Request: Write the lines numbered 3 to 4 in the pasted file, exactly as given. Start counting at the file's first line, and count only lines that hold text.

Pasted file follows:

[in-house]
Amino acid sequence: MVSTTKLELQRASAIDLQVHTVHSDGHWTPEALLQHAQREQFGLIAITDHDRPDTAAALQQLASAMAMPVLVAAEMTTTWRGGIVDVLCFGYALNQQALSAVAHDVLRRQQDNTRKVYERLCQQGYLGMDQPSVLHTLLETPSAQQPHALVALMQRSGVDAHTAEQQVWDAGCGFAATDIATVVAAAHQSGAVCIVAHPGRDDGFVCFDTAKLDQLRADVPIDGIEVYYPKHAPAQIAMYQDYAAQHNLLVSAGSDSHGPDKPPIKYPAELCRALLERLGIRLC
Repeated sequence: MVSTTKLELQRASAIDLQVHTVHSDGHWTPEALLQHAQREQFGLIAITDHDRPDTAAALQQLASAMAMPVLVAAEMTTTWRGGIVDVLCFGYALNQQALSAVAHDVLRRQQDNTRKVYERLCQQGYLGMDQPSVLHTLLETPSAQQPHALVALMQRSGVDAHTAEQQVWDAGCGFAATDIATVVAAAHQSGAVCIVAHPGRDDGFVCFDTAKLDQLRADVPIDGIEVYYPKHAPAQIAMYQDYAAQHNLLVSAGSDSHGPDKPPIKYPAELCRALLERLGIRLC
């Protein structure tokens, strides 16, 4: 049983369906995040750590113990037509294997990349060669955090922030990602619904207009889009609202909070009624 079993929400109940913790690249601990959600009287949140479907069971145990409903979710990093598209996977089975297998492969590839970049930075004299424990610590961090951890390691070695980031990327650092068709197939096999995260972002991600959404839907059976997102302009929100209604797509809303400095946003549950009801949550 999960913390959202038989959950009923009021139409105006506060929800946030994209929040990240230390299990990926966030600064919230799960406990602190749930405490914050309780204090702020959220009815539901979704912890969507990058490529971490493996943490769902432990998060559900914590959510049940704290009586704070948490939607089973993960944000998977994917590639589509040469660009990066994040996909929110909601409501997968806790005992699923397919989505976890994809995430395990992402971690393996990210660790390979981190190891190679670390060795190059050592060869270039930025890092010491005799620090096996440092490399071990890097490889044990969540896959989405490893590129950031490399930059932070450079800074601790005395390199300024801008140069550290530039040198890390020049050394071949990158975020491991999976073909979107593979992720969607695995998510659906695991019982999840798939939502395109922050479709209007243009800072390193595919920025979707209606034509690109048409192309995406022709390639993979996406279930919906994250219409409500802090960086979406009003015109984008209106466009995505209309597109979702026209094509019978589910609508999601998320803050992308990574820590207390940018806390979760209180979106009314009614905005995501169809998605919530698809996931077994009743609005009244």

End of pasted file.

Repeated sequence: MVSTTKLELQRASAIDLQVHTVHSDGHWTPEALLQHAQREQFGLIAITDHDRPDTAAALQQLASAMAMPVLVAAEMTTTWRGGIVDVLCFGYALNQQALSAVAHDVLRRQQDNTRKVYERLCQQGYLGMDQPSVLHTLLETPSAQQPHALVALMQRSGVDAHTAEQQVWDAGCGFAATDIATVVAAAHQSGAVCIVAHPGRDDGFVCFDTAKLDQLRADVPIDGIEVYYPKHAPAQIAMYQDYAAQHNLLVSAGSDSHGPDKPPIKYPAELCRALLERLGIRLC
């Protein structure tokens, strides 16, 4: 049983369906995040750590113990037509294997990349060669955090922030990602619904207009889009609202909070009624 079993929400109940913790690249601990959600009287949140479907069971145990409903979710990093598209996977089975297998492969590839970049930075004299424990610590961090951890390691070695980031990327650092068709197939096999995260972002991600959404839907059976997102302009929100209604797509809303400095946003549950009801949550 999960913390959202038989959950009923009021139409105006506060929800946030994209929040990240230390299990990926966030600064919230799960406990602190749930405490914050309780204090702020959220009815539901979704912890969507990058490529971490493996943490769902432990998060559900914590959510049940704290009586704070948490939607089973993960944000998977994917590639589509040469660009990066994040996909929110909601409501997968806790005992699923397919989505976890994809995430395990992402971690393996990210660790390979981190190891190679670390060795190059050592060869270039930025890092010491005799620090096996440092490399071990890097490889044990969540896959989405490893590129950031490399930059932070450079800074601790005395390199300024801008140069550290530039040198890390020049050394071949990158975020491991999976073909979107593979992720969607695995998510659906695991019982999840798939939502395109922050479709209007243009800072390193595919920025979707209606034509690109048409192309995406022709390639993979996406279930919906994250219409409500802090960086979406009003015109984008209106466009995505209309597109979702026209094509019978589910609508999601998320803050992308990574820590207390940018806390979760209180979106009314009614905005995501169809998605919530698809996931077994009743609005009244």